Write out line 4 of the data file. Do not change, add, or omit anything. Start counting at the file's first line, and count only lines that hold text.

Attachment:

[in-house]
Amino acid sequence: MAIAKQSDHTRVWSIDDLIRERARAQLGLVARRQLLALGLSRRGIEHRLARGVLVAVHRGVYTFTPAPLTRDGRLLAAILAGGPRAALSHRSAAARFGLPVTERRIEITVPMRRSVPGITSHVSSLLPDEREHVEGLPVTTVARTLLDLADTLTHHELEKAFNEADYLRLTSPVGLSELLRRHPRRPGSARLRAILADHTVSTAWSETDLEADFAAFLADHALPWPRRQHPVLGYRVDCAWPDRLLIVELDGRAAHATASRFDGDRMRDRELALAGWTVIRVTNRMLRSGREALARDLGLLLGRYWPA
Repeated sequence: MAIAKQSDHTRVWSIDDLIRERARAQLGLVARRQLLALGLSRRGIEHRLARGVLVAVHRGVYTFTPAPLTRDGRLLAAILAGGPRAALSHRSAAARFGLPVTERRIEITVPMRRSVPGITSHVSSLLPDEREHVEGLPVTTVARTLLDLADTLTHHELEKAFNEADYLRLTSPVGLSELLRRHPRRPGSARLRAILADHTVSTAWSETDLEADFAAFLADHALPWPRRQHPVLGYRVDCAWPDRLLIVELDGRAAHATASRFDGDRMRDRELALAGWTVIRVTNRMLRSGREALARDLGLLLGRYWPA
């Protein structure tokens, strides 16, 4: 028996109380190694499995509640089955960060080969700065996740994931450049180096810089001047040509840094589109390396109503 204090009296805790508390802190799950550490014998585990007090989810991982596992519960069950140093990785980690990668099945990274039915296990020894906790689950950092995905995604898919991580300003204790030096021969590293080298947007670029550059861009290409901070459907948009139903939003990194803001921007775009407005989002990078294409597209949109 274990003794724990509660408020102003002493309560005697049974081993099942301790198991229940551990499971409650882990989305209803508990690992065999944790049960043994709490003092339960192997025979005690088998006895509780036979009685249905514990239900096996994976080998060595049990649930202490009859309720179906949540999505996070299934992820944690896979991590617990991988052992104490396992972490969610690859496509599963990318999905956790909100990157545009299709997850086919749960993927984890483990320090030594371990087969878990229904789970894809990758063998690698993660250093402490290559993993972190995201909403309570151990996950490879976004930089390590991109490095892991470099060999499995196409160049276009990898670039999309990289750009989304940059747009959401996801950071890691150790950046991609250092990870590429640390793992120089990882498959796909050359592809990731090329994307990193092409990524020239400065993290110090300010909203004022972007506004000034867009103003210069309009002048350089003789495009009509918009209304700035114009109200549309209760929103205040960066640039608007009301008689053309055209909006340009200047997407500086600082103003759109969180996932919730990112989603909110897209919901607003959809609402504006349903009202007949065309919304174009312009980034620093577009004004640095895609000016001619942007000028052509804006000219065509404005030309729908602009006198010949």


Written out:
């Protein structure tokens, strides 16, 4: 028996109380190694499995509640089955960060080969700065996740994931450049180096810089001047040509840094589109390396109503 204090009296805790508390802190799950550490014998585990007090989810991982596992519960069950140093990785980690990668099945990274039915296990020894906790689950950092995905995604898919991580300003204790030096021969590293080298947007670029550059861009290409901070459907948009139903939003990194803001921007775009407005989002990078294409597209949109 274990003794724990509660408020102003002493309560005697049974081993099942301790198991229940551990499971409650882990989305209803508990690992065999944790049960043994709490003092339960192997025979005690088998006895509780036979009685249905514990239900096996994976080998060595049990649930202490009859309720179906949540999505996070299934992820944690896979991590617990991988052992104490396992972490969610690859496509599963990318999905956790909100990157545009299709997850086919749960993927984890483990320090030594371990087969878990229904789970894809990758063998690698993660250093402490290559993993972190995201909403309570151990996950490879976004930089390590991109490095892991470099060999499995196409160049276009990898670039999309990289750009989304940059747009959401996801950071890691150790950046991609250092990870590429640390793992120089990882498959796909050359592809990731090329994307990193092409990524020239400065993290110090300010909203004022972007506004000034867009103003210069309009002048350089003789495009009509918009209304700035114009109200549309209760929103205040960066640039608007009301008689053309055209909006340009200047997407500086600082103003759109969180996932919730990112989603909110897209919901607003959809609402504006349903009202007949065309919304174009312009980034620093577009004004640095895609000016001619942007000028052509804006000219065509404005030309729908602009006198010949």